There is a huge market in the US for homeopathic remedies. In 2007 alone, it was estimated Americans spent more than $3bn on a controversial system of alternative medicine created in 1796 by Samuel Hahnemann, and which has long been dismissed by mainstream science.
Now, the US government is requiring that producers of such items ensure that if they want to claim they are effective treatments, then they need to make available the proof. Otherwise, they will need to point out that there is “no scientific evidence that the product works”.
“Homeopathy, which dates back to the late-eighteenth century, is based on the view that disease symptoms can be treated by minute doses of substances that produce similar symptoms when provided in larger doses to healthy people,” said a notice, filed earlier this month by the Federal Trade Commission.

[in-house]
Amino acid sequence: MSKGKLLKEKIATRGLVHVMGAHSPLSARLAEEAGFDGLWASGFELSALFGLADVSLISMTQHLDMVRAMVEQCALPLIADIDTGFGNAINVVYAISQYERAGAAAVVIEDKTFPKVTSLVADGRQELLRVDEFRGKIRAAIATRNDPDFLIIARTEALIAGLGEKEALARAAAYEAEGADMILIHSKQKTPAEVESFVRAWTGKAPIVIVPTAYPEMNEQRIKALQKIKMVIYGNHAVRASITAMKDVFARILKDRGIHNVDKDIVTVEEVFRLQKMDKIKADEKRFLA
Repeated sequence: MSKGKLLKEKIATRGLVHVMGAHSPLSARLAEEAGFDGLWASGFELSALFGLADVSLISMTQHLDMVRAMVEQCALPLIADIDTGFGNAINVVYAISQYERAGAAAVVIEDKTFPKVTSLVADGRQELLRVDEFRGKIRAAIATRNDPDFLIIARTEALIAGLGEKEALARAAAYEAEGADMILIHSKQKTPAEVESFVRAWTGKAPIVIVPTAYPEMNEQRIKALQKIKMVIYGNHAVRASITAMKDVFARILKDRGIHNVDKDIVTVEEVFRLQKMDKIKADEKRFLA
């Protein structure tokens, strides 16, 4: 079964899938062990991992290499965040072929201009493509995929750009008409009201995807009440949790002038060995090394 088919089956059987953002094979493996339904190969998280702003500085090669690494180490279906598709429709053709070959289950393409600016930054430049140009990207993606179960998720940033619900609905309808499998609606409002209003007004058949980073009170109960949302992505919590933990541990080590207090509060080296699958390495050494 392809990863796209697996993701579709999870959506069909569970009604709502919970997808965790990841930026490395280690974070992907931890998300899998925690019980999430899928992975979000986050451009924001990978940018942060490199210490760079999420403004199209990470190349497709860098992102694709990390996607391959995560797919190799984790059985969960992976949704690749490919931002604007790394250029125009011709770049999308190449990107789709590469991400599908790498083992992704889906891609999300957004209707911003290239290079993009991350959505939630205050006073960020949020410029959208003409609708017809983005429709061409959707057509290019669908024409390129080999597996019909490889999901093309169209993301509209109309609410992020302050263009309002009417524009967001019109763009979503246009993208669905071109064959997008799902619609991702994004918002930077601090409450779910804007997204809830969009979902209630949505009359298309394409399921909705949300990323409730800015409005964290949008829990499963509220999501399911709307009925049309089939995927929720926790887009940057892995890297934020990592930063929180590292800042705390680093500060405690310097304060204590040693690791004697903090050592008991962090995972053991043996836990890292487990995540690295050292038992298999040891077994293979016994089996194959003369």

“Many homeopathic products are diluted to such an extent that they no longer contain detectable levels of the initial substance. In general, homeopathic product claims are not based on modern scientific methods and are not accepted by modern medical experts, but homeopathy nevertheless has many adherents.”
Slate said there was near-unanimous mainstream scientific consensus that homeopathy’s purported mechanism of action – using ultra-highly diluted substances to allow “like to cure like” – runs counter to basic principles of chemistry, biology, and physics.
Health policy expert Timothy Caulfield recently said: “To believe homeopathy works … is to believe in magic.”
Source: The Independent